Saturday, October 31, 2015

Tying a Catskill Dry Fly with Hackle Tip Wings

Recently, Tim received a pink dry fly hackle cape from Whiting, so in honor of Breast Cancer Awarenesss month we decided to tie a classic Catskill split hackle wing dry fly.  For reference, the methods shown here are those that would be used to tie an Adams.  I should note that I only used one wrap to split the wings here because the thread I was using was fairly heavy (to me). Normally, I would use 6/0 Danville thread, which tends to require a couple of criss-cross wraps through the base of the wings to get the right posture.  The thickness of the hackle stems will also dictate how many wraps that are necessary; it's a feel thing that you will develop as you tie them. Just remember to use as few wraps as necessary to get the wings where you want them.   

And speaking of Breast Cancer Awareness month, the New Jersey Chapter of Trout Unlimited held their annual One Fly contest and as luck would have it, it was won by Sue Reed, who was representing Casting for Recovery.  Casting for Recovery is a wonderful organization whose mission is to enhance the quality of life for women with breast cancer through a unique program that combines breast cancer education and peer support with the therapeutic sport of fly fishing.

And if you are wondering what mayfly this pattern imitates, it's a Mammarella curata. 

Sharpen your hooks!

Sunday, October 25, 2015

A Beautiful Day On the Water

(Click on photo to enlarge)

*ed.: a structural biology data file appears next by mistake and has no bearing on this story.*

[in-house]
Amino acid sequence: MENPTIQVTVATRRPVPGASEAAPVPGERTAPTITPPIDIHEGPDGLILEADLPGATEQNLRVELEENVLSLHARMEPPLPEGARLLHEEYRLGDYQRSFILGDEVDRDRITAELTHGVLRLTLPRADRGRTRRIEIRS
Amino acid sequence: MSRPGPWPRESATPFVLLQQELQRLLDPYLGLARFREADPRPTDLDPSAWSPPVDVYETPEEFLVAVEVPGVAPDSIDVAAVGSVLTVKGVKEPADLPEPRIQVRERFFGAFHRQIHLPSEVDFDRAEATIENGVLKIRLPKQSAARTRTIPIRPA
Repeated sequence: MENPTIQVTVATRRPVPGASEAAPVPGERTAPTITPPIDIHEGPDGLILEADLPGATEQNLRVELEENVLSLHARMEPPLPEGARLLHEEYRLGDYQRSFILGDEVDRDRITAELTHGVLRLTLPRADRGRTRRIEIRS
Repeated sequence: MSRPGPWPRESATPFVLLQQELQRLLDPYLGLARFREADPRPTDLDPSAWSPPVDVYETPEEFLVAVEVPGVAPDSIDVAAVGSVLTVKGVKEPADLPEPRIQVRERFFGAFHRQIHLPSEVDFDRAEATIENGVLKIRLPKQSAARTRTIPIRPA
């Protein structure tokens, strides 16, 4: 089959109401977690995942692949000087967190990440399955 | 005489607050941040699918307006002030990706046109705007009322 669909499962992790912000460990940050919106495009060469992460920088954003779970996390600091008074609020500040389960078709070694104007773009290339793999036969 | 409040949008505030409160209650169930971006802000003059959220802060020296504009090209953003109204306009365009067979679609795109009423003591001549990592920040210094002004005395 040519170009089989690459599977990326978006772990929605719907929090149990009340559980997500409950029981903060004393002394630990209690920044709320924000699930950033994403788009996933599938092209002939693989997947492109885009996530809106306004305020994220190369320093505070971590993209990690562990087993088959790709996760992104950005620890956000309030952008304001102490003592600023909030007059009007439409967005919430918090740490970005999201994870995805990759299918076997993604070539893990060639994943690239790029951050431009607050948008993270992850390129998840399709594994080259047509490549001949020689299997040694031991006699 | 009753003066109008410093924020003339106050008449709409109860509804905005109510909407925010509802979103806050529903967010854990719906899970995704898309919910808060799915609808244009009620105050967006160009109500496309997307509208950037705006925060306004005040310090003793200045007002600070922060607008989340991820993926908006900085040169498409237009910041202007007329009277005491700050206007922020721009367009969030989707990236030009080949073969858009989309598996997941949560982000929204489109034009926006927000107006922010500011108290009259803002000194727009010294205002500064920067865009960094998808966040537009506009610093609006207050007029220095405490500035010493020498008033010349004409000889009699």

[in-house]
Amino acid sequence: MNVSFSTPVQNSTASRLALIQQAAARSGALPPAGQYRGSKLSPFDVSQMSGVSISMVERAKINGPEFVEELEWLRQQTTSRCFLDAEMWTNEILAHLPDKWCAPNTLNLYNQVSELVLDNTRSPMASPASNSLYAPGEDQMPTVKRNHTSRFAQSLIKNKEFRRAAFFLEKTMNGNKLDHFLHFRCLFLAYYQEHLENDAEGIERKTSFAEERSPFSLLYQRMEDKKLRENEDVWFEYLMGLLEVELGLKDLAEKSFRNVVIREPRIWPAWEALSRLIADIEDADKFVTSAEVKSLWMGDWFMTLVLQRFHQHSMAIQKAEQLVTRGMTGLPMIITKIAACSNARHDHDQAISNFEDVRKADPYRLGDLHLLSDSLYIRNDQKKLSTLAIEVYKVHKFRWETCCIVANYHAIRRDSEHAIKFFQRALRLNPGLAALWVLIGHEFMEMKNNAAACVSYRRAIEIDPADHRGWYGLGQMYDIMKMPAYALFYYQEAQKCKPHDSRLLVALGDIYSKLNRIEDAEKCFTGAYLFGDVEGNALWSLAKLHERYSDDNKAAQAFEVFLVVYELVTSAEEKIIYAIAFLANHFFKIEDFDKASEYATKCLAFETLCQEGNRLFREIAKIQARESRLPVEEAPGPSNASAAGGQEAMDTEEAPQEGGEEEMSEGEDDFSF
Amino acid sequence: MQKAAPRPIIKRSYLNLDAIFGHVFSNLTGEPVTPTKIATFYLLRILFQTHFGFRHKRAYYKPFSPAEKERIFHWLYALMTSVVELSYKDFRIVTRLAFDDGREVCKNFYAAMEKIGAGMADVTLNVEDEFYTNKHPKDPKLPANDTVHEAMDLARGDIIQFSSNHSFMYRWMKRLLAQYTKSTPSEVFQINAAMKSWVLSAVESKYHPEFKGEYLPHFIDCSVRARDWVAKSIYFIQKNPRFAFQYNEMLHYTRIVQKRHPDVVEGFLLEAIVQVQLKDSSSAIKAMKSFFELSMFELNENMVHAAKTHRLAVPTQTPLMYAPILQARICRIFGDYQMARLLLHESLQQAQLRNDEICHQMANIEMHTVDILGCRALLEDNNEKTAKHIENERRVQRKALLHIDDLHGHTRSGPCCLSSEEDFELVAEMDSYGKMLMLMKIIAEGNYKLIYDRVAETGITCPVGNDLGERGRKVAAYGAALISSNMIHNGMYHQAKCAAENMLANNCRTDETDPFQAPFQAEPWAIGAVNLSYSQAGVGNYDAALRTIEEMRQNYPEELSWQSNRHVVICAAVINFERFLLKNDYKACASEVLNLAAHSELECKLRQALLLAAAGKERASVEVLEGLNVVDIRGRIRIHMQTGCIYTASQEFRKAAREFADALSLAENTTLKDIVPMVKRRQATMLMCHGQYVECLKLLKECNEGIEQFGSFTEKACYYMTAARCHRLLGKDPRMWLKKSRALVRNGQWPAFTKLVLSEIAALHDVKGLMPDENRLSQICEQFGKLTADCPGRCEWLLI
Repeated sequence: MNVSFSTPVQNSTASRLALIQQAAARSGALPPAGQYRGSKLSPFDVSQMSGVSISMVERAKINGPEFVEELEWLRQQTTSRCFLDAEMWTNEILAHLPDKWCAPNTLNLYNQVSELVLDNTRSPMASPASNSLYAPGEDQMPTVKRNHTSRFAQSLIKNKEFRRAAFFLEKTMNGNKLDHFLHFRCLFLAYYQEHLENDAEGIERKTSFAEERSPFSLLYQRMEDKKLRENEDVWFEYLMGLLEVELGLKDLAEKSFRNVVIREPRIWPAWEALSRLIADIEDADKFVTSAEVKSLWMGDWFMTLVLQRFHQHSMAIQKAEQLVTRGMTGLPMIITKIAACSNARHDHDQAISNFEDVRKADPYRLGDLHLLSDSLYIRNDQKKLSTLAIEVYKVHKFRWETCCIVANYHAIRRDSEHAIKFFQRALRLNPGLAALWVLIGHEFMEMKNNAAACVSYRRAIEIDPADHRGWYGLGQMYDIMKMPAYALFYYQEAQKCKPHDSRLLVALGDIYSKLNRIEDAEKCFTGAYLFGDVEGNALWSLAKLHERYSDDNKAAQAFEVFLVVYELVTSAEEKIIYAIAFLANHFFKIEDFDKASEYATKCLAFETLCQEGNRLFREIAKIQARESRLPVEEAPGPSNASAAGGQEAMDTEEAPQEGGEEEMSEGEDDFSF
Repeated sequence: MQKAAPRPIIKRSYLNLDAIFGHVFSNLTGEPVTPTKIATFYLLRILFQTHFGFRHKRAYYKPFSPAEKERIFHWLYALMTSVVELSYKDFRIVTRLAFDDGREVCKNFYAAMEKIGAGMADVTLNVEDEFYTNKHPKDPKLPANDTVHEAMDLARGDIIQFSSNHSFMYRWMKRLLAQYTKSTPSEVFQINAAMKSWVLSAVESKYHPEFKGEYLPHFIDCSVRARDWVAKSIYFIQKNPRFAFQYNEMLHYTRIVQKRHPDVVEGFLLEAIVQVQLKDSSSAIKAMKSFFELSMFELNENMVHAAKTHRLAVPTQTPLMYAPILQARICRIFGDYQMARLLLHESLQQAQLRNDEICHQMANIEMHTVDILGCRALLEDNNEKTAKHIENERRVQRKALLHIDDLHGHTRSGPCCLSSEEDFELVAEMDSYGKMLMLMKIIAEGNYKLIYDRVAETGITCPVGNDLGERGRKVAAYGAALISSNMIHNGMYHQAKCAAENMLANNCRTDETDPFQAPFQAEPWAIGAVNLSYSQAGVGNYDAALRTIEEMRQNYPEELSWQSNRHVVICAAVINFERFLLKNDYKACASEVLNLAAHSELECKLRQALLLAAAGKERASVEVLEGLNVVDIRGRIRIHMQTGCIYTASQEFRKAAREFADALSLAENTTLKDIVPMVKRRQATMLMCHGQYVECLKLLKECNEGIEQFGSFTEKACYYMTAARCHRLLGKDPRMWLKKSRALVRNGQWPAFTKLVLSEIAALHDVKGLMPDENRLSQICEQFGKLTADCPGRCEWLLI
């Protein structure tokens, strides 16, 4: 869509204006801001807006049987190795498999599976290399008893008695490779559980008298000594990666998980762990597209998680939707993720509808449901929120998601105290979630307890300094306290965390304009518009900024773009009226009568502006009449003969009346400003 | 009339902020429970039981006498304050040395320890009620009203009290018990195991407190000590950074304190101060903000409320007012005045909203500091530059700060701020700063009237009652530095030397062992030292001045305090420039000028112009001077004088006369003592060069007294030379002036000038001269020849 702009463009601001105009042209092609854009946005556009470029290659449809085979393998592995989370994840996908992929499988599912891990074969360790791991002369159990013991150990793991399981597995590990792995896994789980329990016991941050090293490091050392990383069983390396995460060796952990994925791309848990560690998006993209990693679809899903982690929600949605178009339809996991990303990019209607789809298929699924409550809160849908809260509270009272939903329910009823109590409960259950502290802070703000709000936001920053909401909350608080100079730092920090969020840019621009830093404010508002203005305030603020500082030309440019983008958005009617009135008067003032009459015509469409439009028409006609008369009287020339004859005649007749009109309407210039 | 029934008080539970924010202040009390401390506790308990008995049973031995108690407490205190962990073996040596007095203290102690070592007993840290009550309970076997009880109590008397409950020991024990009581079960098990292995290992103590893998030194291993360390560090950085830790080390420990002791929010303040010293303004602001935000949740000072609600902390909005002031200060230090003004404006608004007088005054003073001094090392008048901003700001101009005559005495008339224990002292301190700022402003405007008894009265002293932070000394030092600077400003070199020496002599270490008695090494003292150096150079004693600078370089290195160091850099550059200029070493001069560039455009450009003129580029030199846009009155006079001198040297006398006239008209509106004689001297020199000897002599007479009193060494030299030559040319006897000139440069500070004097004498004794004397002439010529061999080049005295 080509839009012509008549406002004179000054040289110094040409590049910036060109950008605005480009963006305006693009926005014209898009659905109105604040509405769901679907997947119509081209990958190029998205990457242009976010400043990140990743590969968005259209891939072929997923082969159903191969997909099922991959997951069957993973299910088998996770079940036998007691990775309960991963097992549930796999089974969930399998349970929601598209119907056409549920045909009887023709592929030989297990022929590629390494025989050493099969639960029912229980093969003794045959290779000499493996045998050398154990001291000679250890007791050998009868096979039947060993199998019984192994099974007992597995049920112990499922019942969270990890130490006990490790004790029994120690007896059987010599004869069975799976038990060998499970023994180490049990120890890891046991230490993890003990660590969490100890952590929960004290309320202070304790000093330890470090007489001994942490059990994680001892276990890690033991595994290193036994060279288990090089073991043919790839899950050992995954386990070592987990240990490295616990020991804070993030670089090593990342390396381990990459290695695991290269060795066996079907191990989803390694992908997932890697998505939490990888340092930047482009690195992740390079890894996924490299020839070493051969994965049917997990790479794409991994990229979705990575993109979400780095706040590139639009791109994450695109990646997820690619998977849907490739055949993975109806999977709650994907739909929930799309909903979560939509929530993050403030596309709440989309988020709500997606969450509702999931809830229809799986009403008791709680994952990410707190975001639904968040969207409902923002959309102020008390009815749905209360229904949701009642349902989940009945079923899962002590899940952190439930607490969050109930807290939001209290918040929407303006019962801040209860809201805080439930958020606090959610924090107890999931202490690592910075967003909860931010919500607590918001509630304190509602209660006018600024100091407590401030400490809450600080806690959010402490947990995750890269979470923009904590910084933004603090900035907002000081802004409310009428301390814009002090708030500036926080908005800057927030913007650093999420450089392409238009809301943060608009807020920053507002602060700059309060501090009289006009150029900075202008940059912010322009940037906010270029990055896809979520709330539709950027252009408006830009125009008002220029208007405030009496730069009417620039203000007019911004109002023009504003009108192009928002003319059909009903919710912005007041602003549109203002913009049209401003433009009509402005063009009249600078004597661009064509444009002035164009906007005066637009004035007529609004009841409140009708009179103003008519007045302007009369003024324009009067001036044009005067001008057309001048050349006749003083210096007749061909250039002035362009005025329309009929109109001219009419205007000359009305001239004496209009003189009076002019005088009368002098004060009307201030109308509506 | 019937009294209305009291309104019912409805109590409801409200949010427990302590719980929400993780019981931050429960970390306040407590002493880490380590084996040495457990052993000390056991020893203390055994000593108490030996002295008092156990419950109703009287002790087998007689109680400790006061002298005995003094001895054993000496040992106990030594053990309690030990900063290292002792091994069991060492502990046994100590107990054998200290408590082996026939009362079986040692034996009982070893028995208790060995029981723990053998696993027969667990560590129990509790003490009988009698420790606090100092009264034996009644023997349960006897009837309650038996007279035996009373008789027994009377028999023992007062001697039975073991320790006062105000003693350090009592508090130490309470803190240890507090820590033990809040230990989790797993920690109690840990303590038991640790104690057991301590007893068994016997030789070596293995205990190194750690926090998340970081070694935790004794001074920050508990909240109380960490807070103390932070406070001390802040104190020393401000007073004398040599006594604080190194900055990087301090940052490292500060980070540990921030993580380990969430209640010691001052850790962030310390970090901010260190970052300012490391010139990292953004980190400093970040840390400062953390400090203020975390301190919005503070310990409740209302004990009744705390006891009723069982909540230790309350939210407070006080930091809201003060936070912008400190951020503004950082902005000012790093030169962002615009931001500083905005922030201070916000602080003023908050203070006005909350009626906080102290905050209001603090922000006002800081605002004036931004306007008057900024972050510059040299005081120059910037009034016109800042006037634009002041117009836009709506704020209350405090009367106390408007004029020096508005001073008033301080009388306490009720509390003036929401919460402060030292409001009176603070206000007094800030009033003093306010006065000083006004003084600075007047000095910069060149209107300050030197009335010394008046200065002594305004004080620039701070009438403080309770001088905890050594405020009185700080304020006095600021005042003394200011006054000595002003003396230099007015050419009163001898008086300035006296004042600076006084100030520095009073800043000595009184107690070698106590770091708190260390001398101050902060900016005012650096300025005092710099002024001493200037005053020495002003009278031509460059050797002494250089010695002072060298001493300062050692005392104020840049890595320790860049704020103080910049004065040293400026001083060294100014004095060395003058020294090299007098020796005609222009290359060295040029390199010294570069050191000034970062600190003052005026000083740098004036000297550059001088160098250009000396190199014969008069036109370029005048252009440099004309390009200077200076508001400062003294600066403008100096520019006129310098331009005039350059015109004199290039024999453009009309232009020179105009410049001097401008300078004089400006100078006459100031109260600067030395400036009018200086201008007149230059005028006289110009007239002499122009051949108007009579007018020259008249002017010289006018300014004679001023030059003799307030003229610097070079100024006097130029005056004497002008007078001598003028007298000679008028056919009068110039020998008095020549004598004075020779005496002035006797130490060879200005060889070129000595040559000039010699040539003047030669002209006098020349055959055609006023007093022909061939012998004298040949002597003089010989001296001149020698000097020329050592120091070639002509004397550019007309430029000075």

After the morning showers ended today, the sun traded places with the clouds and warmed things up enough to make for a very pleasant day on the river.  Air temperatures reached the mid-sixties and a gentle breeze pulled the autumn leaves from the trees and placed far too many of them on the water surface for my liking.  Trout rose consistently in the low clear currents to minutiae only they could see.  It was a beautiful day for fishing, not catching, made even better because my son Matt fished along with me.  That's him in the photo above blending in with the beauty around him as he tied on his fly.

We fished for the better part of the afternoon and had many refusals and even missed a few takes. The trout seemed to get plenty of exercise between rising up to eat naturals, and also to inspect our offerings, sometimes even nudging the fly with their nose before easing their way back down to the bottom.  I scanned the surface over and over and didn't see a thing on the water (except leaves).  We also didn't see any insects in the air but for a lone caddis.  It was one of those days where the fishing was very good, but the catching left us scratching our heads.  About 4:30 we called it a day, went to the local Italian joint, and enjoyed a couple of beers, some wings and watched football.